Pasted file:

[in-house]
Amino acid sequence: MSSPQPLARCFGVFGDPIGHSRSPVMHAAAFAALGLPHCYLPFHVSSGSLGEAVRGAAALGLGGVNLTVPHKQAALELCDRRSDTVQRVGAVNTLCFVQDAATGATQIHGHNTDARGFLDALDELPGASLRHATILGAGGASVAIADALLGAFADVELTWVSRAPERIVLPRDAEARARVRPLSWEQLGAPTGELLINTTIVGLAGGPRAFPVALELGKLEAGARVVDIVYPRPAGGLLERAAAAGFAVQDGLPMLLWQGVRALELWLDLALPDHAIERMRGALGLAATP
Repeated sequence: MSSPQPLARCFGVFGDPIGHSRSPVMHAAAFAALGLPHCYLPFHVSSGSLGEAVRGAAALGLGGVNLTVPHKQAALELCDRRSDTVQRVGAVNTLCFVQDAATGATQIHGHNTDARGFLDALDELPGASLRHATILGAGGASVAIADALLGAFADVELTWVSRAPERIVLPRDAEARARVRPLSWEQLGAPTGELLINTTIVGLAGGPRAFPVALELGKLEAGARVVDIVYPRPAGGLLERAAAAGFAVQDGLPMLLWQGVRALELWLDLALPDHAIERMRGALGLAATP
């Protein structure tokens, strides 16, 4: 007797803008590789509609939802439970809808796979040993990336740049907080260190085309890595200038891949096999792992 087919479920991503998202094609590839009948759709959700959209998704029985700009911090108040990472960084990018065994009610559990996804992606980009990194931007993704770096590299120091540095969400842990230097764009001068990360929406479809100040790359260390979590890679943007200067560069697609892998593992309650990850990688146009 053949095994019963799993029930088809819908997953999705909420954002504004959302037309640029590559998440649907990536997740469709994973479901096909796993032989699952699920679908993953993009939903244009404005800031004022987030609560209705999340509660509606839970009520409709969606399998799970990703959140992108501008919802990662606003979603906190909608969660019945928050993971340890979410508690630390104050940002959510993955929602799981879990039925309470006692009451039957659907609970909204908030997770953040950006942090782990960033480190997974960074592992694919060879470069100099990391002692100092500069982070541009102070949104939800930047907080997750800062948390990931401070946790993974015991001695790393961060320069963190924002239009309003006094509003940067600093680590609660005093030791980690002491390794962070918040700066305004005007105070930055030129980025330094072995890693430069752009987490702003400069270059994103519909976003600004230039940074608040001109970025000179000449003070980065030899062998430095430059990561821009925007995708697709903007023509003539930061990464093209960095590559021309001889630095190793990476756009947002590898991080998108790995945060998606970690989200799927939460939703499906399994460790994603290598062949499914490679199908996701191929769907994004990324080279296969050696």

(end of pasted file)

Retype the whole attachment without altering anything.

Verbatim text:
[in-house]
Amino acid sequence: MSSPQPLARCFGVFGDPIGHSRSPVMHAAAFAALGLPHCYLPFHVSSGSLGEAVRGAAALGLGGVNLTVPHKQAALELCDRRSDTVQRVGAVNTLCFVQDAATGATQIHGHNTDARGFLDALDELPGASLRHATILGAGGASVAIADALLGAFADVELTWVSRAPERIVLPRDAEARARVRPLSWEQLGAPTGELLINTTIVGLAGGPRAFPVALELGKLEAGARVVDIVYPRPAGGLLERAAAAGFAVQDGLPMLLWQGVRALELWLDLALPDHAIERMRGALGLAATP
Repeated sequence: MSSPQPLARCFGVFGDPIGHSRSPVMHAAAFAALGLPHCYLPFHVSSGSLGEAVRGAAALGLGGVNLTVPHKQAALELCDRRSDTVQRVGAVNTLCFVQDAATGATQIHGHNTDARGFLDALDELPGASLRHATILGAGGASVAIADALLGAFADVELTWVSRAPERIVLPRDAEARARVRPLSWEQLGAPTGELLINTTIVGLAGGPRAFPVALELGKLEAGARVVDIVYPRPAGGLLERAAAAGFAVQDGLPMLLWQGVRALELWLDLALPDHAIERMRGALGLAATP
């Protein structure tokens, strides 16, 4: 007797803008590789509609939802439970809808796979040993990336740049907080260190085309890595200038891949096999792992 087919479920991503998202094609590839009948759709959700959209998704029985700009911090108040990472960084990018065994009610559990996804992606980009990194931007993704770096590299120091540095969400842990230097764009001068990360929406479809100040790359260390979590890679943007200067560069697609892998593992309650990850990688146009 053949095994019963799993029930088809819908997953999705909420954002504004959302037309640029590559998440649907990536997740469709994973479901096909796993032989699952699920679908993953993009939903244009404005800031004022987030609560209705999340509660509606839970009520409709969606399998799970990703959140992108501008919802990662606003979603906190909608969660019945928050993971340890979410508690630390104050940002959510993955929602799981879990039925309470006692009451039957659907609970909204908030997770953040950006942090782990960033480190997974960074592992694919060879470069100099990391002692100092500069982070541009102070949104939800930047907080997750800062948390990931401070946790993974015991001695790393961060320069963190924002239009309003006094509003940067600093680590609660005093030791980690002491390794962070918040700066305004005007105070930055030129980025330094072995890693430069752009987490702003400069270059994103519909976003600004230039940074608040001109970025000179000449003070980065030899062998430095430059990561821009925007995708697709903007023509003539930061990464093209960095590559021309001889630095190793990476756009947002590898991080998108790995945060998606970690989200799927939460939703499906399994460790994603290598062949499914490679199908996701191929769907994004990324080279296969050696």